Parts of the country are dealing with transport delays and more weather warnings after Storm Jocelyn swept into the UK on Tuesday.
England, Northern Ireland, Scotland and Wales have all been affected by the latest weather system, after Storm Isha left two people dead and one seriously injured. The Met Office issued amber and yellow weather warnings for wind covering much of the UK ahead of Jocelyn’s arrival, together with yellow warnings for rain in parts of western and southern Scotland and north west England.
Wind gusts reached 97mph in Capel Curig in Snowdonia, while heavy rainfall caused floods in some areas. It comes after the Met Office said the highest recorded windspeed during Storm Isha was 99mph at Brizlee Wood in Northumberland, with gusts of 90mph at Capel Curig in Snowdonia on Sunday.
A 26-year-old man was in a critical condition on Monday night after his car hit a tree on a road in Northumberland.
An 84-year-old man died after the car in which he was a front seat passenger crashed into a fallen tree in Grangemouth, Falkirk, in Scotland, while a man in his 60s was killed in a crash involving two vans and a fallen tree in Limavady, Co Londonderry, Northern Ireland, on Sunday night.
About 24,000 people were without power on Monday evening in the north of England and in Scotland, while another 15,000 customers were without power in Northern Ireland.
Yahoo News UK explains what we know about Storm Jocelyn, and whether it has caused the same level of disruption as its predecessor.
When and where did Storm Jocelyn hit?
The Met Office said Storm Jocelyn, named by the Irish weather service Met Eireann, is a large Atlantic low pressure system that is already affecting western parts of the UK and spread further on Tuesday and into Wednesday.
An amber warning for wind in northern and western Scotland from 6pm on Tuesday until 8am on Wednesday has now expired. However, a yellow warning for wind is in place until 1pm across Scotland, north-east England and north-west England.
An amber warning means there is a good chance of power cuts, damage to buildings and travel disruption. There is also a risk of injuries and danger to life from large waves and beach material being thrown on to sea fronts and coastal roads.
Yellow warnings for wind means fallen debris may block roads and bridges, while there could be damage to buildings. The Met Office also say that power cuts mat occur while delays and cancellations should be expected on public transport. There is also a chance of injuries and danger to life from large waves and beach material being thrown onto sea fronts, coastal roads and properties.
How serious is Storm Jocelyn?
While this storm has not been as serious as Storm Isha, there has been flooding and transport delays felt on Wednesday morning. The Met Office said wind gusts reached 97mph in Capel Curig in Snowdonia, 79mph in Aberdaron, Wales, and 77mph at Shap, Cumbria.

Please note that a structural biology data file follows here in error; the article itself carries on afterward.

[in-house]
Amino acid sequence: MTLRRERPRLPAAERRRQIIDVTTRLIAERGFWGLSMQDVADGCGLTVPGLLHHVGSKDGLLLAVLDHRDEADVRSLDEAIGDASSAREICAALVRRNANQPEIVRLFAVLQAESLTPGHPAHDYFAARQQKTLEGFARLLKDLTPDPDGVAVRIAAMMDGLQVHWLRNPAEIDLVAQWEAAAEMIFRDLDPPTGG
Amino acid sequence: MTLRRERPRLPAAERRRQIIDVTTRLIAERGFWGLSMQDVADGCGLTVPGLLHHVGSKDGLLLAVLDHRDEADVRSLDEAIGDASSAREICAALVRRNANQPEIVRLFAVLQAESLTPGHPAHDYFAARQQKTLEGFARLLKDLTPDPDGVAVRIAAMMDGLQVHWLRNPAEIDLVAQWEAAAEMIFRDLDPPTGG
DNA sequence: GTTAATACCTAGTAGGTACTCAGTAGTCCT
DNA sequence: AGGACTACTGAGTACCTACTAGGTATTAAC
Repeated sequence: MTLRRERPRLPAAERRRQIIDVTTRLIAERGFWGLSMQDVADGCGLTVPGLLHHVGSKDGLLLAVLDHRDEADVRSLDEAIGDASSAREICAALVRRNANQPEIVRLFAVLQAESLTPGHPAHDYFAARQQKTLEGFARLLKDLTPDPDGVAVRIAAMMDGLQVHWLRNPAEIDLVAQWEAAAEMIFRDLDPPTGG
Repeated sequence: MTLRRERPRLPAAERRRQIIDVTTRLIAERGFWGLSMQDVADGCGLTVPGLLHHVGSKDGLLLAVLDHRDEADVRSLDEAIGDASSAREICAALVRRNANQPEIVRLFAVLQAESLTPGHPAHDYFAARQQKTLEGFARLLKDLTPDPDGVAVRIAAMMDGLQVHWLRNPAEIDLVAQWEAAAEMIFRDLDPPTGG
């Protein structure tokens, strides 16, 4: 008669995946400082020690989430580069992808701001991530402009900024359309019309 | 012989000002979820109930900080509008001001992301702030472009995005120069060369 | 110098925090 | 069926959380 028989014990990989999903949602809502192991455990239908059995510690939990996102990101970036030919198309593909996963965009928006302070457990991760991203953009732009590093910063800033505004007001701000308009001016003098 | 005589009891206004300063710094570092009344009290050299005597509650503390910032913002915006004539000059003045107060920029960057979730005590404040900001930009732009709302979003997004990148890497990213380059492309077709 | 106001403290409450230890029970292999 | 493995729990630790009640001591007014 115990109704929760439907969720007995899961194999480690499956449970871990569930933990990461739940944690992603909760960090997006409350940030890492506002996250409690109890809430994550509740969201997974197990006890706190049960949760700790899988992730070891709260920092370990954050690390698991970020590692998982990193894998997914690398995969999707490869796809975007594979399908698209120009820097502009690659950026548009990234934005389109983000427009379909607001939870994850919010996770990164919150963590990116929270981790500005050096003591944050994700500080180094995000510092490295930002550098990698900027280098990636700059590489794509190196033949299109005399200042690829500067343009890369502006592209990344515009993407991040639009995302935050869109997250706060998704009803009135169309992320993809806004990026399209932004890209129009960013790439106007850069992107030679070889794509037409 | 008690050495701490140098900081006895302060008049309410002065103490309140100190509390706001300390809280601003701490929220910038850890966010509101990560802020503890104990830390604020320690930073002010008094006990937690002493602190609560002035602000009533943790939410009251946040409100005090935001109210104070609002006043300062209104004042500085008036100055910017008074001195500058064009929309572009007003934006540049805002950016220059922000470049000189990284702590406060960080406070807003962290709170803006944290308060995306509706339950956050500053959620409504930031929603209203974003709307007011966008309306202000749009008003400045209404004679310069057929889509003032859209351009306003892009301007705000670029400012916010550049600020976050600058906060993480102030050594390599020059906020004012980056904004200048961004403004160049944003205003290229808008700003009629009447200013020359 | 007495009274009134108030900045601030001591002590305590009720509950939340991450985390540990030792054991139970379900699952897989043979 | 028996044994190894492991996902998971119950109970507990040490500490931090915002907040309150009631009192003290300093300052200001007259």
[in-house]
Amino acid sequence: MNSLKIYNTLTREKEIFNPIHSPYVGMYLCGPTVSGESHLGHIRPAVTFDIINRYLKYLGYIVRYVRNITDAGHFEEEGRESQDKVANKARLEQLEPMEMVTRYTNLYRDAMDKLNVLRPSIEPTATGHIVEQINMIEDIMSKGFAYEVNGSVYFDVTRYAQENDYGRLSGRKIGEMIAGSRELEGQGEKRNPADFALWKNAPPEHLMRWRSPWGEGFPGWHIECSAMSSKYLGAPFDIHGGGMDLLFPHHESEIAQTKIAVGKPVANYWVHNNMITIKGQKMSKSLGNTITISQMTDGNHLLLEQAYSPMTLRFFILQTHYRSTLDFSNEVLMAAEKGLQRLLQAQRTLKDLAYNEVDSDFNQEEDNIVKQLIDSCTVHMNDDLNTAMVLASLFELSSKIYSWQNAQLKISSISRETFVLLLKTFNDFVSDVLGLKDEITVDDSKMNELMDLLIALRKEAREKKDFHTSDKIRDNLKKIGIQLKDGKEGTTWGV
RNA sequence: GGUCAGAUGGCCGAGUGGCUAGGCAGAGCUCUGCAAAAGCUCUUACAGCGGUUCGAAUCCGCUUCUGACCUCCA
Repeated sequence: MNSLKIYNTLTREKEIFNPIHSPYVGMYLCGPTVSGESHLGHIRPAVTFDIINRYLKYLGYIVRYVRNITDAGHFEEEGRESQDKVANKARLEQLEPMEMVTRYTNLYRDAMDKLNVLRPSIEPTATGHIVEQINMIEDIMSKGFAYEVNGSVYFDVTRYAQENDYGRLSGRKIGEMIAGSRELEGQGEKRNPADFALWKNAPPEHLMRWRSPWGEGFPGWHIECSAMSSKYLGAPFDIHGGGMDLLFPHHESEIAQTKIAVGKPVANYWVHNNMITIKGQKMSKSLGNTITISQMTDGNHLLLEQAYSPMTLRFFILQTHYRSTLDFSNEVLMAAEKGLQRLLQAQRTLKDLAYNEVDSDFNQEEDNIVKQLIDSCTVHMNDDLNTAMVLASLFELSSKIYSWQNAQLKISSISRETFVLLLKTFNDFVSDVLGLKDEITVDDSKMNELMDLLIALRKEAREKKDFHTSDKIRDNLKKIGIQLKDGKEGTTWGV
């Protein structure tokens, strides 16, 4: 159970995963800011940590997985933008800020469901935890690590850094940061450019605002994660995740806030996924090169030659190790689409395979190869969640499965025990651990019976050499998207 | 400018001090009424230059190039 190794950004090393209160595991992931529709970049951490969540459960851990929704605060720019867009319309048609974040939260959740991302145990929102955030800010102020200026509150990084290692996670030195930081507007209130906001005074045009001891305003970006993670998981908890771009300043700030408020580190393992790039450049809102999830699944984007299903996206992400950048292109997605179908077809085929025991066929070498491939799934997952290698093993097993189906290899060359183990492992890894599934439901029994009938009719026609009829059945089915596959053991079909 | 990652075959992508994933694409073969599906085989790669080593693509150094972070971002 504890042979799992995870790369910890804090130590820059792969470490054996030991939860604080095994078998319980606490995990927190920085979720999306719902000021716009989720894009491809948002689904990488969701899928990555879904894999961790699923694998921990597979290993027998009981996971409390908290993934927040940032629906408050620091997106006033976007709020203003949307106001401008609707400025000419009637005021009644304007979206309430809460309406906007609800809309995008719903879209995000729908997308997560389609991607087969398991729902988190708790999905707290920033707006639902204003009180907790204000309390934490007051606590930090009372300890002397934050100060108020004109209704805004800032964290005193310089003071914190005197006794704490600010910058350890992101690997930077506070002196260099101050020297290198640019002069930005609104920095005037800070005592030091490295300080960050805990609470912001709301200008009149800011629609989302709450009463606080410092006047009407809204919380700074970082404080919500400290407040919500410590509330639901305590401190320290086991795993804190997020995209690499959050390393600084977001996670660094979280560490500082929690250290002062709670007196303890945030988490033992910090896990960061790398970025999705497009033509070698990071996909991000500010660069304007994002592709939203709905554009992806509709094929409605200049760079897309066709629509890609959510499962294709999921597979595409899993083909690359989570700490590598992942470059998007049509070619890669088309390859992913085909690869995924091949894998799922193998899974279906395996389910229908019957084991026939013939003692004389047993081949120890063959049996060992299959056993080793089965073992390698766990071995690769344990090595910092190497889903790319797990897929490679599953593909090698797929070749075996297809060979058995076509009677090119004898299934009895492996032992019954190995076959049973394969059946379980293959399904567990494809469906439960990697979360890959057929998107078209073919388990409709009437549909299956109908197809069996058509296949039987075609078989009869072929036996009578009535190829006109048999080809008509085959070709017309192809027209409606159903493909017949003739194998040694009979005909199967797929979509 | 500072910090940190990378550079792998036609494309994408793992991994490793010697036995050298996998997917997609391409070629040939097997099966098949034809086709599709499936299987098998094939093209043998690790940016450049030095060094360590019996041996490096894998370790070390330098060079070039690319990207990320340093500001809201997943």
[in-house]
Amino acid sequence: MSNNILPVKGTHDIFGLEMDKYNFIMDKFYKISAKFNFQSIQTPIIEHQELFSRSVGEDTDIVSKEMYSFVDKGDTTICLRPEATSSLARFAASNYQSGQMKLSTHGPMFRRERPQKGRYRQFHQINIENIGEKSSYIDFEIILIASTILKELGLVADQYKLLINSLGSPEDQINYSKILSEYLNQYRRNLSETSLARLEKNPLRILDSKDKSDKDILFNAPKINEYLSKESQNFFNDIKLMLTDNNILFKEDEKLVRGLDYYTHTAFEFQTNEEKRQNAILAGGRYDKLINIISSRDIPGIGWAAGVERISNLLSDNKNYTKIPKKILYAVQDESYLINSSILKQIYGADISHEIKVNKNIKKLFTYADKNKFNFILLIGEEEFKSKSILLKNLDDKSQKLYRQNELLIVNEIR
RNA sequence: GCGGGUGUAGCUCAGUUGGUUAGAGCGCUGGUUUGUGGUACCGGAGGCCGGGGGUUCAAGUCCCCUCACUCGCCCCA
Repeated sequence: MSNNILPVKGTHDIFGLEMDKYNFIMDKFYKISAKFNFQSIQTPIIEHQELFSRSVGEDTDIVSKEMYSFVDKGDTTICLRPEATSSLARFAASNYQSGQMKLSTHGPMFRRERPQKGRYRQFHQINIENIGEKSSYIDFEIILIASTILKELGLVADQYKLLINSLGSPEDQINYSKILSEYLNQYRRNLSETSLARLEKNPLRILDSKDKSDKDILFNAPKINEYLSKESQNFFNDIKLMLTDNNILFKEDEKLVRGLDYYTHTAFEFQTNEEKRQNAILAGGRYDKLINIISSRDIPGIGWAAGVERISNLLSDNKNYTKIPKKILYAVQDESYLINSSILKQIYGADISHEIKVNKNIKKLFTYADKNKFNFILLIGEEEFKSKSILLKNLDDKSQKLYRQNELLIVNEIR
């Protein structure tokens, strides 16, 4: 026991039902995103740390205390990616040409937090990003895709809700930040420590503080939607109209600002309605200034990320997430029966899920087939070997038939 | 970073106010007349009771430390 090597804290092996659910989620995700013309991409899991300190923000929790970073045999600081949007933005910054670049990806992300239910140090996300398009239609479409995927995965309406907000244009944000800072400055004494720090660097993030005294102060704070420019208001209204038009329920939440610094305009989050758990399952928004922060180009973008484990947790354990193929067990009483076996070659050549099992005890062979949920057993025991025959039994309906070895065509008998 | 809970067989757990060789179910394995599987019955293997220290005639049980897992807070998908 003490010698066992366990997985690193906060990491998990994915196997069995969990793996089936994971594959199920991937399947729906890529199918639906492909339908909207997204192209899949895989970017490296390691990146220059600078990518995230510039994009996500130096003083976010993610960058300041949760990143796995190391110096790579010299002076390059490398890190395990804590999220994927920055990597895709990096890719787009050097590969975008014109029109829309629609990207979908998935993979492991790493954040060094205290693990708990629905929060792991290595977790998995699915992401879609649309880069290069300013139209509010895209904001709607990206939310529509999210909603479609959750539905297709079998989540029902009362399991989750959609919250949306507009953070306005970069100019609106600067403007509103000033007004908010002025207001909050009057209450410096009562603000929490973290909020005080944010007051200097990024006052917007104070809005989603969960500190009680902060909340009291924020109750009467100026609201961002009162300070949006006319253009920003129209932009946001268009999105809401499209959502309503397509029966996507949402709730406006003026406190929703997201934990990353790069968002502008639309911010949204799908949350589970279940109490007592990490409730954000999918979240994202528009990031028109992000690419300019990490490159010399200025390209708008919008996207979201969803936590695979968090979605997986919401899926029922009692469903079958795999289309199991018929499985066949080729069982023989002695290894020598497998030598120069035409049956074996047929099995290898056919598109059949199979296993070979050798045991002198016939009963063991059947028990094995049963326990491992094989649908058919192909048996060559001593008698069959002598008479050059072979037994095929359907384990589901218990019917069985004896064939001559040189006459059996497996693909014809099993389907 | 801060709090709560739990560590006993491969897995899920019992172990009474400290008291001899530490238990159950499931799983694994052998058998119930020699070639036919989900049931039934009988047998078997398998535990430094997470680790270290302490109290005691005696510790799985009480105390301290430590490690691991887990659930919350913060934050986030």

A search for a person reported to be in the sea at Porthcawl, south Wales, was suspended early on Wednesday. They were reported missing on Tuesday night, with a search taking place overnight as Jocelyn hit.
ScotRail services across Scotland were suspended from 7pm on Tuesday and there was no rush-hour services on Wednesday morning, the railway operator said. Network Rail Scotland said it had dealt with incidents including flooding, fallen trees and a shed roof blowing onto a high wall above a track on Tuesday evening and would be inspecting routes for damage from first light.
Avanti West Coast told passengers not to attempt to travel north of Preston until at least noon on Wednesday and warned journeys in northwest England may take longer due to speed restrictions.
On the roads, the Queen Elizabeth II bridge at the Dartford Crossing, M48 Severn Bridge and A66 in County Durham and Cumbria were closed due to high winds with the Humber Bridge, A19 Tees Flyover and the Woodhead Pass in Derbyshire and South Yorkshire closed to high-sided vehicles. The M1 was also closed in both directions to high-sided vehicles at Junction 34 for Sheffield, according to Traffic England.
In Scotland, the A76 was closed in both directions between Skelmorlie and Largs due to water breaking over the sea wall. The Forth Bridge was open to cars and single decker buses with restrictions on high-sided vehicles on several bridges.
Eight flights were cancelled at Dublin Airport and four at Glasgow Airport on Tuesday evening.
What about the rest of the week?
The Met Office said Wednesday will be a day of sunny spells and blustery showers, although the south of England will be mainly dry.
It said winds will gradually ease from the south as Storm Jocelyn moves away from the UK.
There will be cloud and outbreaks of rain moving north-eastwards across the UK through Thursday.
It will be brighter on Friday and Saturday, with frequent showers in the north, but generally staying mild throughout.
Watch: Two dead as Storm Isha brings widespread disruption to UK